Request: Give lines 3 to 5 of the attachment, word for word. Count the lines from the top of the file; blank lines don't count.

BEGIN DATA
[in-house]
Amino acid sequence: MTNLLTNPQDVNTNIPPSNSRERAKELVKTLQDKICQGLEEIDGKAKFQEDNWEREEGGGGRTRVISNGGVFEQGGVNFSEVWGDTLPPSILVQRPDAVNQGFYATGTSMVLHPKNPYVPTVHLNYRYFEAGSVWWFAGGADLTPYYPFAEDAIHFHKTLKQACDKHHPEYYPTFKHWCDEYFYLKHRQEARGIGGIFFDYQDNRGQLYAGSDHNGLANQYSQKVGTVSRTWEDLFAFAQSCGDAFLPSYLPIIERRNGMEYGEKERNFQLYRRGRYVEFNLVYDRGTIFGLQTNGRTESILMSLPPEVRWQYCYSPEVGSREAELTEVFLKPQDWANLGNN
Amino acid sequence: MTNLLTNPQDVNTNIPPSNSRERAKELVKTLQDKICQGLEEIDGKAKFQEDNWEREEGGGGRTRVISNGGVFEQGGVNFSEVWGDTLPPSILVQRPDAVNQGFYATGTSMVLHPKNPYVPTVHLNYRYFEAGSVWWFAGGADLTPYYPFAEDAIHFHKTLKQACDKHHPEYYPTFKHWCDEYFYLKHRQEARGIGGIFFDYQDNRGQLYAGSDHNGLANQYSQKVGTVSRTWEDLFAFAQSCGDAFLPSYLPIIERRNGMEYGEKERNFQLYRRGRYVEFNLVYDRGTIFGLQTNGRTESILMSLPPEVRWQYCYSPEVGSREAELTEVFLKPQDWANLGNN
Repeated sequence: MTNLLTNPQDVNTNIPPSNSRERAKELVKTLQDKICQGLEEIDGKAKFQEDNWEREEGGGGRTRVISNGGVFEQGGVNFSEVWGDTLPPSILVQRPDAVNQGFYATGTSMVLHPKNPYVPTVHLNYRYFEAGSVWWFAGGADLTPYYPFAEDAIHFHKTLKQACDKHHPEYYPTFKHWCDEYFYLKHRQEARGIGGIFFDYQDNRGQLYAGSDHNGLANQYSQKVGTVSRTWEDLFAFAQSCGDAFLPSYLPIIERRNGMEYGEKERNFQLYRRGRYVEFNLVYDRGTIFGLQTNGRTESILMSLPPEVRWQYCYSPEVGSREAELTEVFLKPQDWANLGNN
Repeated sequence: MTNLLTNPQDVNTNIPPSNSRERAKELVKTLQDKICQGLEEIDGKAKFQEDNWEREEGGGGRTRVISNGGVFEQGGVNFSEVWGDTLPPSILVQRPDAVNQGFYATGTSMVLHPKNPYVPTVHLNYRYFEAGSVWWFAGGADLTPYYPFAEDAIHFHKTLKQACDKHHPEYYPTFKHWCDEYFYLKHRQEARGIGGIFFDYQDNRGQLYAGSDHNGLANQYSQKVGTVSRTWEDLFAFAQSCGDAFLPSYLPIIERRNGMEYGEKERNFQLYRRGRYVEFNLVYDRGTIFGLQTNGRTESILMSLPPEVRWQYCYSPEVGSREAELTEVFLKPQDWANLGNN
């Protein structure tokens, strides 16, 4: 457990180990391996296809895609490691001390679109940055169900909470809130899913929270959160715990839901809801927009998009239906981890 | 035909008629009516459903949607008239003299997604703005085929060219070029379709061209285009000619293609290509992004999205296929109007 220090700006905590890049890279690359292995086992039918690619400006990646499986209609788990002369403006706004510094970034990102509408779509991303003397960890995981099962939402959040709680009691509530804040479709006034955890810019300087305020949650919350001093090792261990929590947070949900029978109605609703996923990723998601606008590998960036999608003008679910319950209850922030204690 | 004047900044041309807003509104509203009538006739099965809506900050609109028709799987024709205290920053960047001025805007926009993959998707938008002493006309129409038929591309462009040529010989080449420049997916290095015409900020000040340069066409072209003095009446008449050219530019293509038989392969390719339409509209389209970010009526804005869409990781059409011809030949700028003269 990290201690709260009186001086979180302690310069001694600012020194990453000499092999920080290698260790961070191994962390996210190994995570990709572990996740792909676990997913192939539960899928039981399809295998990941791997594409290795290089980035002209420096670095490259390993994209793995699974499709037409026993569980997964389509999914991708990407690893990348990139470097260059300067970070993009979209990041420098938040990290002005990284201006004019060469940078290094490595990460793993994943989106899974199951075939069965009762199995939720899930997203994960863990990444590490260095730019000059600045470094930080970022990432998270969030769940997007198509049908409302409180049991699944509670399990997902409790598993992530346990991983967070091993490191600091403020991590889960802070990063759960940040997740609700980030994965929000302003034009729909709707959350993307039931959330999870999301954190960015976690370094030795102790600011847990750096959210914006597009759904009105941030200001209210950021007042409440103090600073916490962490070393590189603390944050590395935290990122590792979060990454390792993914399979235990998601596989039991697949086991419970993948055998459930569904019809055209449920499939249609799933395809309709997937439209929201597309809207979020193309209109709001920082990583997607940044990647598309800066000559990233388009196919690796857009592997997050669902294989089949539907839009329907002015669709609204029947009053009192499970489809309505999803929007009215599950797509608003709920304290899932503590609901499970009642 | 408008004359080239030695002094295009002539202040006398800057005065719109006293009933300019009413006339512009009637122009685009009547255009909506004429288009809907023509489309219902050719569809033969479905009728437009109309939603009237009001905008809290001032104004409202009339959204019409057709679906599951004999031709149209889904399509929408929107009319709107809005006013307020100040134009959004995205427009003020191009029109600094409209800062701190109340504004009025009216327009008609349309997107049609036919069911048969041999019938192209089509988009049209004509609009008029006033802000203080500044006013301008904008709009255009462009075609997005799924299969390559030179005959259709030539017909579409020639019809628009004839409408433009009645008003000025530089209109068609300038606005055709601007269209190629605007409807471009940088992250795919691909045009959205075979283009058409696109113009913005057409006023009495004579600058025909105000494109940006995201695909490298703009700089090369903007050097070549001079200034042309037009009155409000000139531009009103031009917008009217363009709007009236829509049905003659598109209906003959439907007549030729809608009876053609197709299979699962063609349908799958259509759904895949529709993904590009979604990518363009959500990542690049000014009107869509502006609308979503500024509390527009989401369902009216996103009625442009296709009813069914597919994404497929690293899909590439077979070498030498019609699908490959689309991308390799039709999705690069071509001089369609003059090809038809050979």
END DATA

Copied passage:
Amino acid sequence: MTNLLTNPQDVNTNIPPSNSRERAKELVKTLQDKICQGLEEIDGKAKFQEDNWEREEGGGGRTRVISNGGVFEQGGVNFSEVWGDTLPPSILVQRPDAVNQGFYATGTSMVLHPKNPYVPTVHLNYRYFEAGSVWWFAGGADLTPYYPFAEDAIHFHKTLKQACDKHHPEYYPTFKHWCDEYFYLKHRQEARGIGGIFFDYQDNRGQLYAGSDHNGLANQYSQKVGTVSRTWEDLFAFAQSCGDAFLPSYLPIIERRNGMEYGEKERNFQLYRRGRYVEFNLVYDRGTIFGLQTNGRTESILMSLPPEVRWQYCYSPEVGSREAELTEVFLKPQDWANLGNN
Repeated sequence: MTNLLTNPQDVNTNIPPSNSRERAKELVKTLQDKICQGLEEIDGKAKFQEDNWEREEGGGGRTRVISNGGVFEQGGVNFSEVWGDTLPPSILVQRPDAVNQGFYATGTSMVLHPKNPYVPTVHLNYRYFEAGSVWWFAGGADLTPYYPFAEDAIHFHKTLKQACDKHHPEYYPTFKHWCDEYFYLKHRQEARGIGGIFFDYQDNRGQLYAGSDHNGLANQYSQKVGTVSRTWEDLFAFAQSCGDAFLPSYLPIIERRNGMEYGEKERNFQLYRRGRYVEFNLVYDRGTIFGLQTNGRTESILMSLPPEVRWQYCYSPEVGSREAELTEVFLKPQDWANLGNN
Repeated sequence: MTNLLTNPQDVNTNIPPSNSRERAKELVKTLQDKICQGLEEIDGKAKFQEDNWEREEGGGGRTRVISNGGVFEQGGVNFSEVWGDTLPPSILVQRPDAVNQGFYATGTSMVLHPKNPYVPTVHLNYRYFEAGSVWWFAGGADLTPYYPFAEDAIHFHKTLKQACDKHHPEYYPTFKHWCDEYFYLKHRQEARGIGGIFFDYQDNRGQLYAGSDHNGLANQYSQKVGTVSRTWEDLFAFAQSCGDAFLPSYLPIIERRNGMEYGEKERNFQLYRRGRYVEFNLVYDRGTIFGLQTNGRTESILMSLPPEVRWQYCYSPEVGSREAELTEVFLKPQDWANLGNN